Looking Back at 2010s Films: The Stanford Prison Experiment (2015)

1 Oct


By Tanner Smith

Continuing my series of Looking Back at 2010s Films, one of the best double-features I ever had was in September 2015, when I took a little trip to the Riverdale 10 theater in Little Rock to see a couple indie films I was curious about–“The End of the Tour” (which I’ll get to later) and “The Stanford Prison Experiment.” I loved both films. “The Stanford Prison Experiment” was the last of the two, after which I drove a half-hour back home…and thought about it, long and hard. It haunted me for quite a while.

What would I do if I were part of the experiment? If I were a prisoner, would I obey? Would I rebel? Would I stick to it because it’s what I signed on for? Would I try anything possible to get out of it?

And what if I were a guard? Would I treat the prisoners fairly? Would I abuse them?

It’s so easy to say you’d never behave the way the people in the real-life Stanford Prison Experiment did. But that’s the point of the study (and this film)–you don’t know.

Ezra Miller’s character was a prisoner who tried to rebel and broke when he couldn’t hack it. Michael Angarano’s character was a guard who abused his authority. What would’ve happened if the roles were reversed? According to Dr. Zimbardo, who’s running the experiment, “The only thing that separates those two was a coin flip.” Is that entirely true? We don’t know.

Watching the film, I half-expected a full-blown prison riot that would’ve terminated the whole experiment. Hell, I even expected someone to DIE. (This is a case of me not knowing the true story of the experiment before seeing the film.) Instead, the damage is psychological.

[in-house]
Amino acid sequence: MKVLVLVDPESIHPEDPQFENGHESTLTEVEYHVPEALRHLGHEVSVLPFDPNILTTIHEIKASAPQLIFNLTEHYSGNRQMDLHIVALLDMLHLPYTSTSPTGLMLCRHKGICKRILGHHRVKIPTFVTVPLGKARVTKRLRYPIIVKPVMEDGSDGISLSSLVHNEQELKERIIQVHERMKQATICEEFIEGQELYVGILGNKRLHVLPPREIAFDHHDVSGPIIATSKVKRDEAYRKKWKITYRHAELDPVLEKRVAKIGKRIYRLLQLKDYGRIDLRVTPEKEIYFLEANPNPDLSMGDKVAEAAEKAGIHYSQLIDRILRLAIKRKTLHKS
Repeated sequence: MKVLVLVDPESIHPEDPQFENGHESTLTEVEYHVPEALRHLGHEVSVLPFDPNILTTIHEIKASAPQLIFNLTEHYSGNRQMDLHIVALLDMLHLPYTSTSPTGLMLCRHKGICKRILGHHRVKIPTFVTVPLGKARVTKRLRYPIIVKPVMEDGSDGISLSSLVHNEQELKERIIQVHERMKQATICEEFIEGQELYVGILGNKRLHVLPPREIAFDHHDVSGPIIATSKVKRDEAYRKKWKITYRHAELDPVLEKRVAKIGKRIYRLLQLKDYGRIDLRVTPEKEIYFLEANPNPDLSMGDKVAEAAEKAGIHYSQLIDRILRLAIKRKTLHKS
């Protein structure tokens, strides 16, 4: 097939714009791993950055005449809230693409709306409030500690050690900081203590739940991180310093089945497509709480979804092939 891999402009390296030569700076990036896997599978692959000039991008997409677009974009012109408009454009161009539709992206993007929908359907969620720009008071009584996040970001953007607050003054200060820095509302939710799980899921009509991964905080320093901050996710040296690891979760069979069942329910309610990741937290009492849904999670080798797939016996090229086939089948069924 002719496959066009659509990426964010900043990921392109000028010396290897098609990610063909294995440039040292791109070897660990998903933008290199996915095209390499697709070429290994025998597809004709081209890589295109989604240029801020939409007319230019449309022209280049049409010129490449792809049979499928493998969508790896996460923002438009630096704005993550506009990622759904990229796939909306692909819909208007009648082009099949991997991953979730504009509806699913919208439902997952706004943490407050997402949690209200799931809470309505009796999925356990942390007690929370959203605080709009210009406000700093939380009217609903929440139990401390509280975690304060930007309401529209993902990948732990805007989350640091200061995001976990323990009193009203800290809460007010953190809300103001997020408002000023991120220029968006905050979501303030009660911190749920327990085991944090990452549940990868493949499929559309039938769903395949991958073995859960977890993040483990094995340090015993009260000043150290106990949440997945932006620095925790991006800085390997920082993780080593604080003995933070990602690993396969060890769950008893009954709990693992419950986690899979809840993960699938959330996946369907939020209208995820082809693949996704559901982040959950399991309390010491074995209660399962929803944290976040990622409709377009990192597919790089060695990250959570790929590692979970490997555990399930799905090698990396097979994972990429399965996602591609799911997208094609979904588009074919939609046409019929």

And it is disturbing not only that the guards would let themselves go so far but that only a couple prisoners speak up and try to stop them. But that is a common case when people have trouble with authority–they don’t know WHAT to do.

What I also love about the film is that the people running the experiment each have different opinions on where they think the study is headed. Sometimes, when characters analyze the situation at hand, I wonder if they’re as interesting as discussions moviegoers would have after seeing the film. Here, I’m hanging on to every word, because I’m invested. Who’s right? Who’s wrong? Who’s to say?

And of course, what aids the material is a really strong ensemble cast–Billy Crudup, Nelsan Ellis, Olivia Thirlby, James Wolk, Michael Angarano, Ezra Miller, and over a dozen talented young actors who were either already well-established in their careers or up-and-coming in the field. (Call it the Dazed-and-Confused Effect.) Add that to the effectively simplistic filmmaking, and this one’s a winner.

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